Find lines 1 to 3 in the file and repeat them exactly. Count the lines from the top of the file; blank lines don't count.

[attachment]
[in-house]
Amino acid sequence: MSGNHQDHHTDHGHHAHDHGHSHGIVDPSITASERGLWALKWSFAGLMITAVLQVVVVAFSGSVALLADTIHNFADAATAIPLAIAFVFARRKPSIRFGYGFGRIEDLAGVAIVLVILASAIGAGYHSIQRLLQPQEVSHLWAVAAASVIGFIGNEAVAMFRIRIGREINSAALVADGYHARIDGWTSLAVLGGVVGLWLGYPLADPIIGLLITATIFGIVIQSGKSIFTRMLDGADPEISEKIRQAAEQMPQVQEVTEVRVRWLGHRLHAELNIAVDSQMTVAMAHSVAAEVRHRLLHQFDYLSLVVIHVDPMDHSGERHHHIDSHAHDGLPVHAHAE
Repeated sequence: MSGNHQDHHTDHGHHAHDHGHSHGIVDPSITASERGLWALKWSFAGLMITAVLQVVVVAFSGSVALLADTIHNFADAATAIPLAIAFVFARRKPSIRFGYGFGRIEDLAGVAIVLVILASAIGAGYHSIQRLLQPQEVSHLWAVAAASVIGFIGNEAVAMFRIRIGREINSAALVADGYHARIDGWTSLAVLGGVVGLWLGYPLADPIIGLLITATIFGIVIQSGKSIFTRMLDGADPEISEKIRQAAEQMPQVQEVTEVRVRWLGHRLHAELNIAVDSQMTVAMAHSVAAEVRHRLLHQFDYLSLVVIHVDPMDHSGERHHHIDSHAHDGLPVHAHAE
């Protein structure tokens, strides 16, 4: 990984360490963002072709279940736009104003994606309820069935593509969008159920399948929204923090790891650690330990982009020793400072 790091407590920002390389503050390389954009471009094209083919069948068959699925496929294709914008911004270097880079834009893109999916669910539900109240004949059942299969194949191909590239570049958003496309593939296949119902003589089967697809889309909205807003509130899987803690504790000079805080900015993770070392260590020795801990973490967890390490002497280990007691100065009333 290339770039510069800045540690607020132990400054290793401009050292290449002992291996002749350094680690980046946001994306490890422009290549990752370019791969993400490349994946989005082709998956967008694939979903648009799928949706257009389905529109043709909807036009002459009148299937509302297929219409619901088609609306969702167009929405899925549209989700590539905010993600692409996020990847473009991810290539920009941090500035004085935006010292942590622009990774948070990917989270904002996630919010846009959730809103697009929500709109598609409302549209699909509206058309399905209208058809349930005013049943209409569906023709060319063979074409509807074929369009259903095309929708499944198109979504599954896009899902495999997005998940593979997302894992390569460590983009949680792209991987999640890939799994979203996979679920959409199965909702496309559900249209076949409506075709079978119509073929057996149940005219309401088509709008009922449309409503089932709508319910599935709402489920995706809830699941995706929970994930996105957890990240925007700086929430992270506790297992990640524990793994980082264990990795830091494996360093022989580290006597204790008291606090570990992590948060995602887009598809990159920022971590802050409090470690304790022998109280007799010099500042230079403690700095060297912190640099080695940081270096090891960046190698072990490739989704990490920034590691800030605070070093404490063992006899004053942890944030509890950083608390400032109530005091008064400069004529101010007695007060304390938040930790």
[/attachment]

[in-house]
Amino acid sequence: MSGNHQDHHTDHGHHAHDHGHSHGIVDPSITASERGLWALKWSFAGLMITAVLQVVVVAFSGSVALLADTIHNFADAATAIPLAIAFVFARRKPSIRFGYGFGRIEDLAGVAIVLVILASAIGAGYHSIQRLLQPQEVSHLWAVAAASVIGFIGNEAVAMFRIRIGREINSAALVADGYHARIDGWTSLAVLGGVVGLWLGYPLADPIIGLLITATIFGIVIQSGKSIFTRMLDGADPEISEKIRQAAEQMPQVQEVTEVRVRWLGHRLHAELNIAVDSQMTVAMAHSVAAEVRHRLLHQFDYLSLVVIHVDPMDHSGERHHHIDSHAHDGLPVHAHAE
Repeated sequence: MSGNHQDHHTDHGHHAHDHGHSHGIVDPSITASERGLWALKWSFAGLMITAVLQVVVVAFSGSVALLADTIHNFADAATAIPLAIAFVFARRKPSIRFGYGFGRIEDLAGVAIVLVILASAIGAGYHSIQRLLQPQEVSHLWAVAAASVIGFIGNEAVAMFRIRIGREINSAALVADGYHARIDGWTSLAVLGGVVGLWLGYPLADPIIGLLITATIFGIVIQSGKSIFTRMLDGADPEISEKIRQAAEQMPQVQEVTEVRVRWLGHRLHAELNIAVDSQMTVAMAHSVAAEVRHRLLHQFDYLSLVVIHVDPMDHSGERHHHIDSHAHDGLPVHAHAE